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Discrete Genes Are Inherited: Gregor Mendel (1 of 2)
Throughout the nineteenth century, heredity remained a puzzle to scientists. How was it that children ended up looking similar to, but not exactly like, their parents? These questions fascinated and frustrated Charles Darwin deeply. After all, heredity lies at the heart of evolution. The variations in each generation are the raw material for natural selection, while the continuity from one generation to the next allows the changes wrought by natural selection to have long-term effects. Darwin himself proposed that each cell in an animals body released tiny particles that streamed to the sexual organs, where they combined into eggs or sperm. They would then blend together when the animal mated. But pangenesis, as Darwin called it, didnt hold up to scrutiny.
Ironically, it was just as Darwin was publishing the Origin of Species that someone got the first real glimpse of the biological machinery behind heredity. In a secluded monastery in what is now the Czech Republic, a monk named Gregor Mendel was studying heredity in a garden of peas. Mendel, the son of a farmer, had always been interested in plants, and while at the University of Vienna he had been trained in mathematics and learned how to design experiments and analyze data. In the 1850s, he decided to run an experiment to better understand what kept species distinct and what made it possible for hybrids to form. He bred thousands of pea plants and recorded how traits were passed on from one generation to the next.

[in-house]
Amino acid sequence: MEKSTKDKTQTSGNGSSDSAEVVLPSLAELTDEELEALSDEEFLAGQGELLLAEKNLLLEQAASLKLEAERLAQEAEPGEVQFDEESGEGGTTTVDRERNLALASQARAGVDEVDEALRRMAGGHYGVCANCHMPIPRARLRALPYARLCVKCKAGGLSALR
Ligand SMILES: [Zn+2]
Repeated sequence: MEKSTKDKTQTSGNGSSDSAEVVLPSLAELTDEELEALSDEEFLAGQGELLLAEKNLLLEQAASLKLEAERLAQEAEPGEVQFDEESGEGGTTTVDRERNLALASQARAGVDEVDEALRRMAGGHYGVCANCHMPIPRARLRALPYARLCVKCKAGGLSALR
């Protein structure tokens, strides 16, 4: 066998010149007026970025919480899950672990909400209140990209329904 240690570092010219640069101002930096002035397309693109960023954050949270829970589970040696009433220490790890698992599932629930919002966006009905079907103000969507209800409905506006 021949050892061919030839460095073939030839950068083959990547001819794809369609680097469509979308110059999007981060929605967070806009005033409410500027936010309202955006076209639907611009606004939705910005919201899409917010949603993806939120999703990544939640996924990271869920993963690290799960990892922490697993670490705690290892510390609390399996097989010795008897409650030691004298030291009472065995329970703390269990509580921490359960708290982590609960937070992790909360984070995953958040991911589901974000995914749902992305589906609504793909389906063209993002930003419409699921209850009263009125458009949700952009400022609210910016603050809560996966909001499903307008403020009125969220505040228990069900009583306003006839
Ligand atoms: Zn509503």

Mendel proposed that the peas were not blending their wrinkled and smooth traits together. Each hybrid pea inherited both traits, but only the smooth trait became visible. In the next generation, the traits were handed down again, and a quarter of the new peas inherited two wrinkled traits, which made them wrinkled. Mendel had discovered what later scientists called dominant and recessive alleles.
| Mendel image courtesy of the Falvey Memorial Library, Villanova University.||next page|
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